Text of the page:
A US trademark on the term “.bank” granted to a likely .bank top-level domain applicant has been canceled just over a week after it was approved.
The Patent & Trademark Office withdrew trademark 4,085,335 yesterday, stating that it had been issued to Asif LLC in error.
The USPTO noticed that the application was for a gTLD string after receiving a letter of protest on January 6, which it forgot to process before granting the trademark.
In a letter to Asif’s lawyers, the USPTO noted that it has a policy of not approving trademarks for TLDs, adding:
The USPTO has broad authority to correct mistakes…
In view of the letter of protest prior to registration and the clear violation of the USPTO’s established policy that marks such as this do not function as trademarks, this registration is canceled as inadvertently issued
Asif, which recently changed its name to Domain Security Company, intends to apply to ICANN for .bank and .secure, but as I reported last week it faces an uphill battle given rival .bank bids.
It used a Wild West Domains reseller account to demonstrate to the USPTO it was using the .bank mark.
It’s not currently clear who was responsible for the letter of protest.
Barely a day has passed recently without a news report about how companies are being forced to apply for new top-level domains to prevent cybersquatters moving in on their brands.
It’s complete nonsense, of course, brought about by a lack of basic research coupled with years of bad feeling towards the domain name industry and an ICANN new gTLDs outreach campaign that spent six months failing to effectively tackle widely held misconceptions.
Cybersquatters are not going to apply for new gTLDs. If they do, they won’t be approved.
Unfortunately, this does not mean that we’re not going to see lots of “defensive” new gTLD applications.
Due to the way the program is structured, it may actually make strategic sense for some companies to apply for a dot-brand gTLD even if they are otherwise pretty clueless about domain names.
It worries me to think that a few years from now the TLD space – which is currently running at almost 100% utilization – will start to resemble the second level in pretty much every major TLD, with lots of essentially unused, redundant defensive domain names.
I don’t think this will be good for the domain name industry or ICANN.
That said, what looks good for ICANN and the domain name industry is of little concern to brand owners – they just want to make sure their brands are not damaged by the program.
Twentieth Century Fox appears to have filed a UDRP complaint over the domain name foxstudios.xxx.
The domain, which does not currently resolve, was registered to a Connecticut man in December, shortly after ICM Registry took .xxx into general availability.
It’s the fifth UDRP case in the .xxx space since late December. The others are richardbranson.xxx, valero.xxx, heb.xxx and markafoni.xxx.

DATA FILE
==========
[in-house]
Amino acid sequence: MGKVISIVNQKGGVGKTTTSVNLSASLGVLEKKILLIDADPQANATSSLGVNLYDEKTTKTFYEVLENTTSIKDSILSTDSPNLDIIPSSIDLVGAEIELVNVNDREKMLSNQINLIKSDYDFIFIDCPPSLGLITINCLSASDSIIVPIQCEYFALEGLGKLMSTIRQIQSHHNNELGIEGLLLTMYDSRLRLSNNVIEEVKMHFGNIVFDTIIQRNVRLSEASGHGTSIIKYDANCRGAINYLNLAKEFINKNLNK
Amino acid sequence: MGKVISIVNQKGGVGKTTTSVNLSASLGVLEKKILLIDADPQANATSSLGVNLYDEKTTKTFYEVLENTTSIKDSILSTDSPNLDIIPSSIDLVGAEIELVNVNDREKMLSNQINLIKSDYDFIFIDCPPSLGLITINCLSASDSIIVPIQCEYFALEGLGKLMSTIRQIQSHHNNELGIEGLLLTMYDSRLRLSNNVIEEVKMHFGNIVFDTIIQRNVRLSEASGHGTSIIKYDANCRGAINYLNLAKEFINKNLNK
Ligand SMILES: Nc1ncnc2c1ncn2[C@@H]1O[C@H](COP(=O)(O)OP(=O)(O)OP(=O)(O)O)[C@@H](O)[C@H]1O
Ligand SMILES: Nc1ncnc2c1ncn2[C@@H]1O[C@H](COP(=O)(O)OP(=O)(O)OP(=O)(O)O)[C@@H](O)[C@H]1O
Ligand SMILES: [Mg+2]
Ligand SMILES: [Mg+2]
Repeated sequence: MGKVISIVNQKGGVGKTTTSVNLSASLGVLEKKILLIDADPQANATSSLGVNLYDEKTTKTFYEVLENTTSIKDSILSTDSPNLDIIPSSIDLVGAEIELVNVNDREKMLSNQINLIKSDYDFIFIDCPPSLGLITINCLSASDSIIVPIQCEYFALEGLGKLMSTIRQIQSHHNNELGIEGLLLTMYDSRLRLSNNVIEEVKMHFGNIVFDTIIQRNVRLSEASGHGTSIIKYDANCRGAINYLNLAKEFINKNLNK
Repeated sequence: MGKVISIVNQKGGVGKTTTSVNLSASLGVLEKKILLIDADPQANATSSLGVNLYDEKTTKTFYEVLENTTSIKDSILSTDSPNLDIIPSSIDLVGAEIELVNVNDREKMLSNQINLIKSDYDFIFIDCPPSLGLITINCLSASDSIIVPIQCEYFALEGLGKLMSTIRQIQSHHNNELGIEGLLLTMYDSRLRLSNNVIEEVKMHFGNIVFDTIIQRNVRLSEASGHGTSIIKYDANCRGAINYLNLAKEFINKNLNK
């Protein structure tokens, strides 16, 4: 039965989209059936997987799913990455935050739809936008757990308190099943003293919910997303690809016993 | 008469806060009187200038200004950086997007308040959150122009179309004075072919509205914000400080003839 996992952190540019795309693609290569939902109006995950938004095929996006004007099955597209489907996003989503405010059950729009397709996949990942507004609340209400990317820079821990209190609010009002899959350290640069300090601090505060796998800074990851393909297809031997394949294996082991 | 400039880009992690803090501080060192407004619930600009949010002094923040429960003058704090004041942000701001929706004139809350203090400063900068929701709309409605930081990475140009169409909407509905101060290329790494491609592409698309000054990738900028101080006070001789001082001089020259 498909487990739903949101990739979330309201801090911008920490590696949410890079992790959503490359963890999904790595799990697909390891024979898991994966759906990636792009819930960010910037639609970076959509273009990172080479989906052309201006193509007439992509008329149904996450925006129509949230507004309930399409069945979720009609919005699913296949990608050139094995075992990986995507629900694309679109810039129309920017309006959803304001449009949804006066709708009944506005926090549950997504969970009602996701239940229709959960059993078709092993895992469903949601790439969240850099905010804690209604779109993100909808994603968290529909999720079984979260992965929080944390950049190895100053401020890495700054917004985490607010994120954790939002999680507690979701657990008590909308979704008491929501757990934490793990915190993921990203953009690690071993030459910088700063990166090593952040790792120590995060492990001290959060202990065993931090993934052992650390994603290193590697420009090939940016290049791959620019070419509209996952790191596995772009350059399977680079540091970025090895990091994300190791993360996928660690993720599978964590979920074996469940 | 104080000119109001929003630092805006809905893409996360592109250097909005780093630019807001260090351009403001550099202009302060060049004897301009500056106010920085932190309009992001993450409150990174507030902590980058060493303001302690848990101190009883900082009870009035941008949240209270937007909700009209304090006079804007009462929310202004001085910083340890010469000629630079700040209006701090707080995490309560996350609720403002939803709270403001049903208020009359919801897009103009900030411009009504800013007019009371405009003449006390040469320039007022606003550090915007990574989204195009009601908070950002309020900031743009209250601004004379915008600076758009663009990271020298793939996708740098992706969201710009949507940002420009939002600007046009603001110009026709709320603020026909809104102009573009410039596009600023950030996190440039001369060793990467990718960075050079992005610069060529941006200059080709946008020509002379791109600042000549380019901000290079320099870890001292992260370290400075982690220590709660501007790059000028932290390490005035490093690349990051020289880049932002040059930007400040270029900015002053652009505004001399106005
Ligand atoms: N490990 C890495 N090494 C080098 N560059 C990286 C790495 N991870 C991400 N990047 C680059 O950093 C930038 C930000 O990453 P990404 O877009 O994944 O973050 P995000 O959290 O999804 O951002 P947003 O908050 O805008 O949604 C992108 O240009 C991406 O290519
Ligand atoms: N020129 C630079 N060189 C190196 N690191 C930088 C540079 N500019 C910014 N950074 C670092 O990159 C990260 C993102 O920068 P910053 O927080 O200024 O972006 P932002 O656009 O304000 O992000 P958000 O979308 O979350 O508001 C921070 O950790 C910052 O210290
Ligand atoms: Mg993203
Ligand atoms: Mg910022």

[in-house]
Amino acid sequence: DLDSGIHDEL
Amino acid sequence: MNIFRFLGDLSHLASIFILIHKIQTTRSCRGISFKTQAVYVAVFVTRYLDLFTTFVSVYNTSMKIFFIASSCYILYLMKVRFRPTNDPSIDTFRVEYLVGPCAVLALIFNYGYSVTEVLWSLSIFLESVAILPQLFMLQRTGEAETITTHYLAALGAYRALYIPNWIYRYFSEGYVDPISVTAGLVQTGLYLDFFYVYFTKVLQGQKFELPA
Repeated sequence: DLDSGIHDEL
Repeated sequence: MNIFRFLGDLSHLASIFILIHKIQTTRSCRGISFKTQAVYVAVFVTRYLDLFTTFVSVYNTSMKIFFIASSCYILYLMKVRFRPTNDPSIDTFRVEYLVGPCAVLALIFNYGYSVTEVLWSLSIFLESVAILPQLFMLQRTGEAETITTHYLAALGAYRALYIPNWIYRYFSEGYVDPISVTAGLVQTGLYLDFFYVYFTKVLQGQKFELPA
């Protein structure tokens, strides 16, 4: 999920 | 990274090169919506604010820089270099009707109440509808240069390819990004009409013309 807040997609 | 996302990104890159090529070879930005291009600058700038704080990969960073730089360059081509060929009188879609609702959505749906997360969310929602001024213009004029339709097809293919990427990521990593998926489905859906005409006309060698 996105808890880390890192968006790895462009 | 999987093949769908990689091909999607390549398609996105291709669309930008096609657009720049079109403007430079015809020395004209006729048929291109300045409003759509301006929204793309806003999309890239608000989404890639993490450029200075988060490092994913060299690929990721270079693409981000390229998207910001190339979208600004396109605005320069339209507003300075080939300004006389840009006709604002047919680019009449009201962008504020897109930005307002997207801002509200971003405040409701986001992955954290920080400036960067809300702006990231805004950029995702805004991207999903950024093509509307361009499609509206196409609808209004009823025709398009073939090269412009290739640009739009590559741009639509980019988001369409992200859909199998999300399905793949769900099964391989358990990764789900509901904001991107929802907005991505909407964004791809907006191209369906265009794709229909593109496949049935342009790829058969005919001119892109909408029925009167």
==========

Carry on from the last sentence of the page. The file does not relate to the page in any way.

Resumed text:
While it’s a National Arbitration Forum complaint – so the identity of the complainant has not yet been disclosed – Fox Studios is a Fox subsidiary that does business at foxstudios.com.
A bit of Googling reveals that Fox Studios was also the name of a gay porn production company that won some awards in the late 1990s. Its DVDs are still for sale from several sites.
So it may not be a slam-dunk UDRP win for Fox in this case. If the registrant bothers to respond to the complaint he could probably make a decent case that it was not a bad-faith registration.
Incidentally, foxstudios.net appears to be owned by a small but legitimate photography business in Michigan, which I think is a perfect example of how two companies can happily share a brand using different TLDs.
ICANN has appointed two new vice presidents to head up its European and Latin American offices.
British former civil servant Nigel Hickson, who ICANN says has experience working in European Union politics, is the new VP for Europe.
Rodrigo de la Parra, the newly appointed VP for Latin America, is an internal promotion. Since January 2011 he has been ICANN’s Regional Liaison for Latin America.
He formerly held senior positions within Mexican telecommunications regulator Cofetel and was Mexico’s representative on ICANN’s Governmental Advisory Committee.
Both positions are new. The VP of Europe job was originally given to French software executive Thomas Spiller, but he quit before he even started last August.
While the new version of ICANN’s new generic top-level domains Applicant Guidebook contains mostly tweaks, there’s a pretty big change for those filing “controversial” applications.
The Guidebook now grants the Governmental Advisory Committee greater powers to block gTLD applications based on minority government views.
ICANN has adopted poorly-written, ambiguous text approved by the GAC at its meeting in Dakar last October, which lowers the threshold required to force the ICANN board to consider GAC advice.
The changes essentially mean that it’s now much easier for the GAC to force the ICANN board to the negotiating table if a small number of governments object to a gTLD application.